Some states require what is known as vertical integration, in which the cultivation, processing and dispensary businesses are all managed by one company. Other states instead employ a system of specialization, in which licenses for each type of operation are kept separate and are often awarded to different companies.
While many people are excited about the prospects of starting a plant-touching cannabis business, ancillary businesses arguably offer a lower barrier to entry. Ancillary businesses still face significant regulation compared with many non-cannabis businesses, but they don't have to vie for a license through a complex and costly application process.
Plant-touching cannabis businesses
The market value of the U.S. cannabis industry is projected to reach $30 billion annually by 2025, according to industry research group New Frontier Data. This projection comes at a time when cannabis remains federally illegal despite the legalization of medical marijuana by 33 states and Washington, D.C., and the legalization of adult-use cannabis (sometimes called recreational use) programs by 11 states and Washington, D.C.
"The best way to do it right now is hiring a consultant who can help develop your plans with you," Rudder told Business News Daily. "You need to develop partnerships and relationships across the country to give your team a competitive advantage – the right processes, the right SOPs [standard operating procedures], the right security plan. Get the right local attorney and local CPA … with experience in cannabis."
Ancillary cannabis businesses
Key takeaway: The cannabis industry is diverse and comprises a wide range of businesses. Consider your existing skill set and how you can enter the cannabis industry with expertise under your belt.
Smaller producers in rainy climates such as Oregon and Washington are investing in rainwater collection and storage capabilities to save on irrigation costs. Because a single cannabis plant can use as much as 22.7 liters of water per day and many cannabis outdoor growing seasons conflict with periods of low-precipitation, outdoor growers and those who rely on rainwater capture without long-term storage solutions won’t find much benefit in a recyclable water investment.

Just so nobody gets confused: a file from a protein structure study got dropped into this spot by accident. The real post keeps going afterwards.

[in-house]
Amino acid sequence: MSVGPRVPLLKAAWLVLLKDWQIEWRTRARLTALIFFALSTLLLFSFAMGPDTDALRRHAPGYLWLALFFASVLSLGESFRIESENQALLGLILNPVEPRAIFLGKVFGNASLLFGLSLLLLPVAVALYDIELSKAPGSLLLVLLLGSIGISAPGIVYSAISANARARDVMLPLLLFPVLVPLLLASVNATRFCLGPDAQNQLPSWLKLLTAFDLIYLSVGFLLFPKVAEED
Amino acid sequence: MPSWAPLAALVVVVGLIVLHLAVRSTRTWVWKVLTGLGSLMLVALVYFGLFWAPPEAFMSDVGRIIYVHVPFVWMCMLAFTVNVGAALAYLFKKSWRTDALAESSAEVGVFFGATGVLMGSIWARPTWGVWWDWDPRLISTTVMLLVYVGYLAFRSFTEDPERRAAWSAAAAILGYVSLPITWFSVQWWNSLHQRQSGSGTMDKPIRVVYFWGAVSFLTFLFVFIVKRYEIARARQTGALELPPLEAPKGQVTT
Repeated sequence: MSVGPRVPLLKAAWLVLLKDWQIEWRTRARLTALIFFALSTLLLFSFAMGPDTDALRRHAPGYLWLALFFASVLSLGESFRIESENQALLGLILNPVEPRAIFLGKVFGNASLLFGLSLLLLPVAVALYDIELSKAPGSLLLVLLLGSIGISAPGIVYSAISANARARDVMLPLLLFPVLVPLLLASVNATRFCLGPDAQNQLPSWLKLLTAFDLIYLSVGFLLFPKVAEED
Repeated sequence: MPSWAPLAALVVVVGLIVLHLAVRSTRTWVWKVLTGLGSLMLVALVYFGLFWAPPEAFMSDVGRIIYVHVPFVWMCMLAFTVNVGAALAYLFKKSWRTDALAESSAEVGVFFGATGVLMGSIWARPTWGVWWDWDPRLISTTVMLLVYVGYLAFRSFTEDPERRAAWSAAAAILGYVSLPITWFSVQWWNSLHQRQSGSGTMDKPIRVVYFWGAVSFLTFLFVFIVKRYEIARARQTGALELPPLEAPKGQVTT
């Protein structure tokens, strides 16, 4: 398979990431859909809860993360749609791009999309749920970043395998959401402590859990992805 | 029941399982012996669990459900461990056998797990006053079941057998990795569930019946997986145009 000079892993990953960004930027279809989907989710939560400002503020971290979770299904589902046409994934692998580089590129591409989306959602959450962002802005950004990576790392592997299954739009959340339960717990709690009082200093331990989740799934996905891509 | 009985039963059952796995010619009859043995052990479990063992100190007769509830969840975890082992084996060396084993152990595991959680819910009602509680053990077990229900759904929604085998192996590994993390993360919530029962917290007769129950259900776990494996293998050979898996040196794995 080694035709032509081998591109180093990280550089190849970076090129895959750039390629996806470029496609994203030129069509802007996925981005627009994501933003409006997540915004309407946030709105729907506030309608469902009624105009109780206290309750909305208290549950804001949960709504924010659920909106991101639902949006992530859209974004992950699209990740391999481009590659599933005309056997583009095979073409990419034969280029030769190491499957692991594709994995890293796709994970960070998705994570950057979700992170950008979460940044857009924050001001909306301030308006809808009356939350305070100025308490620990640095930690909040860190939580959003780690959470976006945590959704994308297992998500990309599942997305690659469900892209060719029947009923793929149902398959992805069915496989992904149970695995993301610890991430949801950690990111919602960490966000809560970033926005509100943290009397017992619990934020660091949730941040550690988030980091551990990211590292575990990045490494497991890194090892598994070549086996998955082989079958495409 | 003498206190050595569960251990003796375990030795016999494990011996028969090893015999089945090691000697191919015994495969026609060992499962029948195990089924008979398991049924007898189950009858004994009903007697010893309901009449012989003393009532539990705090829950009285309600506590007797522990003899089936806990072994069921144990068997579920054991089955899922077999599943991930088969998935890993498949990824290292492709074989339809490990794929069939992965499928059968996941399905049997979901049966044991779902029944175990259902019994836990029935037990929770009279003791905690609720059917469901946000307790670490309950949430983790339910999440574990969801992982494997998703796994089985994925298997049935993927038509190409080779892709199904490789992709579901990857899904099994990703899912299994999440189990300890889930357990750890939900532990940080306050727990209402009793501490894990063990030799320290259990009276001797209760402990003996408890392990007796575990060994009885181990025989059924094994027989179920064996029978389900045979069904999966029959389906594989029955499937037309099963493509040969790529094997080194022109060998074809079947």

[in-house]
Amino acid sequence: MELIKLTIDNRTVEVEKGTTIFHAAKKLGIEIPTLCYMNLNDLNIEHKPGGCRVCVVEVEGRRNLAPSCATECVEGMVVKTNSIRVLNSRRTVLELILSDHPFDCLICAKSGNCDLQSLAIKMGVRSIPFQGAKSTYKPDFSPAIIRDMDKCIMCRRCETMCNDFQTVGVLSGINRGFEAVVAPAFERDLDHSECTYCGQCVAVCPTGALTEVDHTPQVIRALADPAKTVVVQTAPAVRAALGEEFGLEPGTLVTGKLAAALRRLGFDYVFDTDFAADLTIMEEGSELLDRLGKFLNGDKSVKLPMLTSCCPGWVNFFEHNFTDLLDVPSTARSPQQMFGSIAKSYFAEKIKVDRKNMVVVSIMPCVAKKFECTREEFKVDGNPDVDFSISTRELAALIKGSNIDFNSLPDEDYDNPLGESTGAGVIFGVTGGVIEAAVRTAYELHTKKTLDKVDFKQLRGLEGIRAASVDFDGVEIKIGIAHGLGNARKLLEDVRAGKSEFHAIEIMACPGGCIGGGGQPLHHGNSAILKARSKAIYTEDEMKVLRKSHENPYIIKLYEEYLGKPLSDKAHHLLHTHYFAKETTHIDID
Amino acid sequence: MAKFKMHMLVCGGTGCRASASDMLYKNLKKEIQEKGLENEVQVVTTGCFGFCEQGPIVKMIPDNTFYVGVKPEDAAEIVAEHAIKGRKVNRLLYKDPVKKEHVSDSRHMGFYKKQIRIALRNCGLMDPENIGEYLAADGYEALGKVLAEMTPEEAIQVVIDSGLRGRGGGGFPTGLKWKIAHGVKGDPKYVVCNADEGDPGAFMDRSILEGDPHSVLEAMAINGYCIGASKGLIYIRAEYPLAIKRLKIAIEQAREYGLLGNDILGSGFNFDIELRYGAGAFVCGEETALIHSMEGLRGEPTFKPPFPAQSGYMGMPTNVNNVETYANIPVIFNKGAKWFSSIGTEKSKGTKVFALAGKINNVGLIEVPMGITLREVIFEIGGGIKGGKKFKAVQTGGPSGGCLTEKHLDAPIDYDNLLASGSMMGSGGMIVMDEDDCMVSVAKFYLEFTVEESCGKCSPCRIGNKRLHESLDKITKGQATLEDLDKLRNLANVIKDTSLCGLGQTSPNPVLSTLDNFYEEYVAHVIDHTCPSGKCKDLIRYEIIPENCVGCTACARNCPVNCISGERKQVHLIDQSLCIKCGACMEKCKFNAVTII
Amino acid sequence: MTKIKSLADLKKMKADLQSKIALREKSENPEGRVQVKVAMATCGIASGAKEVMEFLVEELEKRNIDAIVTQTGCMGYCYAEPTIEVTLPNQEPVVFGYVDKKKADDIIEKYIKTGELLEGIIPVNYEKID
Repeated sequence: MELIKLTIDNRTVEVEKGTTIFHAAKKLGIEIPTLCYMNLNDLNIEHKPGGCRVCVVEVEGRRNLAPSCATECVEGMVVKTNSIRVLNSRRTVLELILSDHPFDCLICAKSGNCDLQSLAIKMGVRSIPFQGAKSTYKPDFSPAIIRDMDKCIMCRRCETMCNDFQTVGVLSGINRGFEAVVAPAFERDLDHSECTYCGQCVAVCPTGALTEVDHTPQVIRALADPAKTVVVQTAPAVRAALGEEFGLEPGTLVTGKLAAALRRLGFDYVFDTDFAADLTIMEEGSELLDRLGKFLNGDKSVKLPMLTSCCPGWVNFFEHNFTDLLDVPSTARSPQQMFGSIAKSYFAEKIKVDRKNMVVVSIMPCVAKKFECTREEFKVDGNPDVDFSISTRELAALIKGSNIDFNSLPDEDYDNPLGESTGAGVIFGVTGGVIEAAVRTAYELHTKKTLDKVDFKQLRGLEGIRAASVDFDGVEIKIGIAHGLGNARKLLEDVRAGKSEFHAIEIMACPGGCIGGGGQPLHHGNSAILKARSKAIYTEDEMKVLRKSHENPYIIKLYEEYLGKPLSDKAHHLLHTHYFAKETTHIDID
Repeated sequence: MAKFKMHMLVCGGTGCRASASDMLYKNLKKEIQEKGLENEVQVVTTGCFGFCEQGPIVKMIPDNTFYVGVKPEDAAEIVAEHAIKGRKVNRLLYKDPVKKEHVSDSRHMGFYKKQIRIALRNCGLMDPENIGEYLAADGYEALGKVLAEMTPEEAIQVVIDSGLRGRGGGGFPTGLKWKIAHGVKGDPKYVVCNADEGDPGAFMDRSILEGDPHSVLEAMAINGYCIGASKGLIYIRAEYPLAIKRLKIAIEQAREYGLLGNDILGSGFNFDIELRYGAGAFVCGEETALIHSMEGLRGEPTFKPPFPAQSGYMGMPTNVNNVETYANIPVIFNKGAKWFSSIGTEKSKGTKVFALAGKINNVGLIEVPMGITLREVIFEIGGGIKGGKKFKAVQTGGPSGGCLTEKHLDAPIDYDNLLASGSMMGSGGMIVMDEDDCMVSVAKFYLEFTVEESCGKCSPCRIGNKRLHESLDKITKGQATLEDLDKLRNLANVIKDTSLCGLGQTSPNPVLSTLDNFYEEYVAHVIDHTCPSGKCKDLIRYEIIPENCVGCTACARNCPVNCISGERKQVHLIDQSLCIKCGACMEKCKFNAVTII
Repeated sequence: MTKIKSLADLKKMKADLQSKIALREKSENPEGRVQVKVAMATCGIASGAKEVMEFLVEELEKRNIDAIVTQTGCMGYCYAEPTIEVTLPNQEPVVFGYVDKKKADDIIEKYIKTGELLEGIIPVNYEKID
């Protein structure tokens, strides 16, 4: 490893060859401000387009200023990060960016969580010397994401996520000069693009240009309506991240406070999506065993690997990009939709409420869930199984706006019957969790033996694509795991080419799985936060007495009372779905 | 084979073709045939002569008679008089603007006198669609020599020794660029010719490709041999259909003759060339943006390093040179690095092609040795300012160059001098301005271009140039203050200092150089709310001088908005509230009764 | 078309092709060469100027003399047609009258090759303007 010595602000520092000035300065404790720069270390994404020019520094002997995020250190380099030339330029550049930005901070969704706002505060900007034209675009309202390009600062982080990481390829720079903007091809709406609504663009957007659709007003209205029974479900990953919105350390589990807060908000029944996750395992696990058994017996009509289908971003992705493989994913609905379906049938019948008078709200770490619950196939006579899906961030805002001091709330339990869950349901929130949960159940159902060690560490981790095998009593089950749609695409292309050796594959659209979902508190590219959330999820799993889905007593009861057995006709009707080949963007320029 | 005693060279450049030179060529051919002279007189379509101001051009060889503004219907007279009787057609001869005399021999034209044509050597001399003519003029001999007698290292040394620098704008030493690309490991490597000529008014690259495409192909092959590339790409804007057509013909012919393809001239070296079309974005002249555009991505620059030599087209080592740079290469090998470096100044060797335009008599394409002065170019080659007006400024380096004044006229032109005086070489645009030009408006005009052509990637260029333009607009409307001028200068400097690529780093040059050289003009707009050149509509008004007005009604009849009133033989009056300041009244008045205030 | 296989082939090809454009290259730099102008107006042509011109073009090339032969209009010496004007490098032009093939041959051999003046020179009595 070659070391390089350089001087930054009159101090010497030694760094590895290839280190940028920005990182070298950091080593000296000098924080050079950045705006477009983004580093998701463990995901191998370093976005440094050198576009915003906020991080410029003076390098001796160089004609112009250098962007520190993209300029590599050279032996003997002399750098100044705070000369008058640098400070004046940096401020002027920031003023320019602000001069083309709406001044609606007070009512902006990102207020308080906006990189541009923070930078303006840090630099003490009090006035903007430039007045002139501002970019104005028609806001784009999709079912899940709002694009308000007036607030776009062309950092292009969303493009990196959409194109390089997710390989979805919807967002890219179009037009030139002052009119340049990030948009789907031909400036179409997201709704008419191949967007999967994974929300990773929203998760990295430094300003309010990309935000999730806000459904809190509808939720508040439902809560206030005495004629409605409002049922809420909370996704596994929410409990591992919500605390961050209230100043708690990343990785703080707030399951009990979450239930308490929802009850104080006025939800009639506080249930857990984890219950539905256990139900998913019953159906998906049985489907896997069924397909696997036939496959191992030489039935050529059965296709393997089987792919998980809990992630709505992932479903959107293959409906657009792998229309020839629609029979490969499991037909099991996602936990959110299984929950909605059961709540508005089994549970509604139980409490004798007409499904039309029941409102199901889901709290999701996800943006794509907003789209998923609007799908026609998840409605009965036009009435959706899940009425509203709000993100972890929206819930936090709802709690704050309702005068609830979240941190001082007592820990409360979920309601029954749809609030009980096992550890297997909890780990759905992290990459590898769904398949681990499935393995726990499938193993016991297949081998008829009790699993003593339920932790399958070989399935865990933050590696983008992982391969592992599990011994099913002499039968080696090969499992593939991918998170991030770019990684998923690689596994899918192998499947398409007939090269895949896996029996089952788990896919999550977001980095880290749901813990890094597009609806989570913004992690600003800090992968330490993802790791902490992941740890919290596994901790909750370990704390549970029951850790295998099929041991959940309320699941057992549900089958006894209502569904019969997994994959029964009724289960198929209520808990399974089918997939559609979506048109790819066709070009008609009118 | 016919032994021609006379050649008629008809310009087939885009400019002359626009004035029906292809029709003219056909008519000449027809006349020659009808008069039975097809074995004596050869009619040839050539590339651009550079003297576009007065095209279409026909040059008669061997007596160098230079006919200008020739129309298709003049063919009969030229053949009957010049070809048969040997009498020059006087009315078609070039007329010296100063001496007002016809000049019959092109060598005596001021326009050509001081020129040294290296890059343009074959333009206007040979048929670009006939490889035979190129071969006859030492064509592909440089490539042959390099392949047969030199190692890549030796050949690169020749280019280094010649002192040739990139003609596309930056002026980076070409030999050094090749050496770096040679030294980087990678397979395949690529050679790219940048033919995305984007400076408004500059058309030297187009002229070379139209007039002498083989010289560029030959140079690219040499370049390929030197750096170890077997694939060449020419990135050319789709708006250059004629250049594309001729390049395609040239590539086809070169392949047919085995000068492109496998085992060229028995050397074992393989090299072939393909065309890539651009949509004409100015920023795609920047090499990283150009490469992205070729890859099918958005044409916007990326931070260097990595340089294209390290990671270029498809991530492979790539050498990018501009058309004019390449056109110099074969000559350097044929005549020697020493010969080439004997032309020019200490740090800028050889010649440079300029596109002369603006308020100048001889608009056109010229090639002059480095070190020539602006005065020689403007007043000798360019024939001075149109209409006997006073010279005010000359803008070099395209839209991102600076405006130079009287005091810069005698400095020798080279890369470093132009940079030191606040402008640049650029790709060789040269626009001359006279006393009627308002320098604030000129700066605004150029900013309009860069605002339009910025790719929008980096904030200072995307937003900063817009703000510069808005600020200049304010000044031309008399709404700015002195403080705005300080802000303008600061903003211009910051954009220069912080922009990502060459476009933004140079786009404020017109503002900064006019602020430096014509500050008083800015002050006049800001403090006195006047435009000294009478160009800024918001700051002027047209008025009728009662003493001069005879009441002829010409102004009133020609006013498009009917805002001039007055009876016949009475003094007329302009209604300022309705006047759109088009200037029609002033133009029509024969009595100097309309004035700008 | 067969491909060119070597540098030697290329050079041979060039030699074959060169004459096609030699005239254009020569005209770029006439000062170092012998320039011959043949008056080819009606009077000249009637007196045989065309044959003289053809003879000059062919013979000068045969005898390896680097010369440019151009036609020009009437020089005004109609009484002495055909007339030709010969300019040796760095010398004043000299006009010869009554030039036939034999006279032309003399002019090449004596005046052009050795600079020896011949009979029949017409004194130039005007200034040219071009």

Solar energy is becoming increasingly affordable – especially at larger and more significant scales. Colorado, presumably spurred by the initial successes and yet substantial energy costs of its early recreational cannabis industry, more than tripled its renewable energy since 2010, now generating more than 30 percent of its electricity from reusable and renewable sources as of 2020.
In 2021, the difference between many strains of the same name may be night and day. Recent reports post-legalization in Washington, Oregon, and Colorado have shone a brighter light on the actual genealogy – and even the classification between indica and sativa products – that may be entirely mislabeled or incorrect at the outset.
Indoor Growing Facilities
Running a successful commercial cannabis grow operation is an expensive challenge. While growers can maintain a higher level of control over humidity, available light, and pests in an indoor environment, maintaining proper light levels and staying as energy-efficient as possible are top priorities for commercial cannabis production operations.
That said, no forward-thinking cannabis entrepreneur should overlook energy-efficiency standards in initial constructions. An estimated 4% of Denver’s annual energy usage went toward cannabis production facilities in 2020; projections for energy usage among states nearing legalization (including California, Nevada, and Maine) are unquestionably unsustainable.
Creating a Cannabis Business Plan
Indoor cannabis grow facilities must be in an enclosed and secured facility with functional windows, doors, rigid or semi-rigid walls and a roof.
According to Confluence Denver, producers who opt for an energy efficient greenhouse facility pay about half the costs of those who grow in a warehouse. The importance in selecting a functional, sustainable grow facility early in the life of your recreational or medical cannabis business is monumental. Recent investigations show a direct correlation between sustainable building and operations standard and profit margins on large-scale facilities, meaning larger producers and distributors may be in a more strategically beneficial market position should federal legalization occur.